Lecturer at University of Namibia, Namibia.
Law Graduate in Namibia.
The aim of this paper is to explore the rights of the dead. To adequately assess whether the dead can be described as possessing rights and what those rights are and furthermore, how they can be enforced. Enforcement of rights if any will be looked at from the constitutional, common law and customary law perspectives with the aim to provide a brief analysis and understanding as well as the application of these rights. In part 1 the authors gives synopsis on the constitutional rights of a natural person and whether such rights can equally be enjoyed by the dead. Part 2 discusses aspects relating to legal rights whereas Part 3 examines the rights, if any that can be enforced on behalf of the dead. In Part 4, the authors outlines issues surrounding the conflict of law as far as custormary and common law is concerned, to the extent where these affects the ‘rights’ of the dead. Part 5 draws comparative analysis from New Zealand and France, providing possible lessons learned and Part 6 provides concluding remarks and recommendations regarding the future of the rights of the dead in Namibia.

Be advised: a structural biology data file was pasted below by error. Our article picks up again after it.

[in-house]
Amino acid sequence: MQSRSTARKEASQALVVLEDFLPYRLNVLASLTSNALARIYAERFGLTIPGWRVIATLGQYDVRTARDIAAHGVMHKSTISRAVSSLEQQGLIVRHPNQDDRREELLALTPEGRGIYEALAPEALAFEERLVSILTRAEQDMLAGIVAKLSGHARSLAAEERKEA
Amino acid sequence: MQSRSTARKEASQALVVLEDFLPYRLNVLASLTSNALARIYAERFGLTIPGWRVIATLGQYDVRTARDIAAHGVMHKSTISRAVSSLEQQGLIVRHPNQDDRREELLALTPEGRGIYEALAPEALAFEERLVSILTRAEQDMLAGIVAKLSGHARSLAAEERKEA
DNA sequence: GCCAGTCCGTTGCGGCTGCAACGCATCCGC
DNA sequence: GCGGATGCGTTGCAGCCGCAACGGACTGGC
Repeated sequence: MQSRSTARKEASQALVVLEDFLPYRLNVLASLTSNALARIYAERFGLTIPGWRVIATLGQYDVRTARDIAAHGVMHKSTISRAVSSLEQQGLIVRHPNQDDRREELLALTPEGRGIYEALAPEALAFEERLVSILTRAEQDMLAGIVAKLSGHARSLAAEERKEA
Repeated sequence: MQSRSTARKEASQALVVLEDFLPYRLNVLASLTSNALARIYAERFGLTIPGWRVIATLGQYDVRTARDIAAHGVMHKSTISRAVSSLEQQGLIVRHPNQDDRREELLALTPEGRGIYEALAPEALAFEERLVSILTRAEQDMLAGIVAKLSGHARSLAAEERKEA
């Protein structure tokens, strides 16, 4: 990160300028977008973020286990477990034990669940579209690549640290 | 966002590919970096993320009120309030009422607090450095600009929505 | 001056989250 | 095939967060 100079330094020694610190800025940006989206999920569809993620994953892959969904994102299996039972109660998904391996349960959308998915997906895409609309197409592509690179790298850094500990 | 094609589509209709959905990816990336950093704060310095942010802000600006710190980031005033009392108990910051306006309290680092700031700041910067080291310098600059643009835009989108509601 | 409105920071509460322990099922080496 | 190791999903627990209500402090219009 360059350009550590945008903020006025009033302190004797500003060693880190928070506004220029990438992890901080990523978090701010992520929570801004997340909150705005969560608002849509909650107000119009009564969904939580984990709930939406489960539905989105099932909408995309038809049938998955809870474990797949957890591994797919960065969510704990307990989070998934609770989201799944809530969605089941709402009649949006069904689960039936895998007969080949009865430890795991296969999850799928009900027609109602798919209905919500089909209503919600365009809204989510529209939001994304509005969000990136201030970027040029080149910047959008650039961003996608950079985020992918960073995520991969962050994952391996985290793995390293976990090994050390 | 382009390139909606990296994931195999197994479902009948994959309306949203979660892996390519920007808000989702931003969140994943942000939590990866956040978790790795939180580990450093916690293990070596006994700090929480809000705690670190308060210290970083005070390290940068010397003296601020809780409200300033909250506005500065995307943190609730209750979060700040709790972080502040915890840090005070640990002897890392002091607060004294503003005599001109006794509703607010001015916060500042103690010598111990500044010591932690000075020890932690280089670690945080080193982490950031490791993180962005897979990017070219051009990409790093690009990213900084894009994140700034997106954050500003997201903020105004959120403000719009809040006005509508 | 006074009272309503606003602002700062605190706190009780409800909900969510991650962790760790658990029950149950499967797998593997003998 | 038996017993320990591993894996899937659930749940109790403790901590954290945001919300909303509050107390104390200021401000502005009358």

International Journal of Law Management and Humanities, Volume 5, Issue 3, Page 904 - 916DOI: https://doij.org/10.10000/IJLMH.113137
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